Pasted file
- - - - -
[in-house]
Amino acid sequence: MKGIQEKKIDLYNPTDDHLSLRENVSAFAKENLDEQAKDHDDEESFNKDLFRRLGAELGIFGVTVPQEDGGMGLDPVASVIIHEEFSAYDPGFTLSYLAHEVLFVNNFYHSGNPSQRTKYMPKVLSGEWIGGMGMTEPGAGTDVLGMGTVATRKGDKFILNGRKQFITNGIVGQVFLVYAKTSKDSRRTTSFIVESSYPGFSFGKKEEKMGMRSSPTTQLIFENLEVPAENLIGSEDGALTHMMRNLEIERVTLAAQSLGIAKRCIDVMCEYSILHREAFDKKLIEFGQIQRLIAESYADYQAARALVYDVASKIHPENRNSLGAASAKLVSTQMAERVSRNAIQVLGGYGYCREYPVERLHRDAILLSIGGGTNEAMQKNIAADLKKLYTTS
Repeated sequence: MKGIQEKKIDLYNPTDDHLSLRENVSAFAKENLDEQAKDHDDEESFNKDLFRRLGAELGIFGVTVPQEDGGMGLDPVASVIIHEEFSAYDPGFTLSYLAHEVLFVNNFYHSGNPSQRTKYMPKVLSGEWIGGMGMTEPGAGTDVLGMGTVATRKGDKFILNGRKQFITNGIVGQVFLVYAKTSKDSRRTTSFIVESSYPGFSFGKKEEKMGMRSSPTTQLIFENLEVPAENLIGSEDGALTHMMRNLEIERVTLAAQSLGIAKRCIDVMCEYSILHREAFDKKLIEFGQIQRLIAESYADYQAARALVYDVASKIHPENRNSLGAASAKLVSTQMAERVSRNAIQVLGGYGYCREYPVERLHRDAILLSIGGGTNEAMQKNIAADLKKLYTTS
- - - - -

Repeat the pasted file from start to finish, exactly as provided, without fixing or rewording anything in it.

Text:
[in-house]
Amino acid sequence: MKGIQEKKIDLYNPTDDHLSLRENVSAFAKENLDEQAKDHDDEESFNKDLFRRLGAELGIFGVTVPQEDGGMGLDPVASVIIHEEFSAYDPGFTLSYLAHEVLFVNNFYHSGNPSQRTKYMPKVLSGEWIGGMGMTEPGAGTDVLGMGTVATRKGDKFILNGRKQFITNGIVGQVFLVYAKTSKDSRRTTSFIVESSYPGFSFGKKEEKMGMRSSPTTQLIFENLEVPAENLIGSEDGALTHMMRNLEIERVTLAAQSLGIAKRCIDVMCEYSILHREAFDKKLIEFGQIQRLIAESYADYQAARALVYDVASKIHPENRNSLGAASAKLVSTQMAERVSRNAIQVLGGYGYCREYPVERLHRDAILLSIGGGTNEAMQKNIAADLKKLYTTS
Repeated sequence: MKGIQEKKIDLYNPTDDHLSLRENVSAFAKENLDEQAKDHDDEESFNKDLFRRLGAELGIFGVTVPQEDGGMGLDPVASVIIHEEFSAYDPGFTLSYLAHEVLFVNNFYHSGNPSQRTKYMPKVLSGEWIGGMGMTEPGAGTDVLGMGTVATRKGDKFILNGRKQFITNGIVGQVFLVYAKTSKDSRRTTSFIVESSYPGFSFGKKEEKMGMRSSPTTQLIFENLEVPAENLIGSEDGALTHMMRNLEIERVTLAAQSLGIAKRCIDVMCEYSILHREAFDKKLIEFGQIQRLIAESYADYQAARALVYDVASKIHPENRNSLGAASAKLVSTQMAERVSRNAIQVLGGYGYCREYPVERLHRDAILLSIGGGTNEAMQKNIAADLKKLYTTS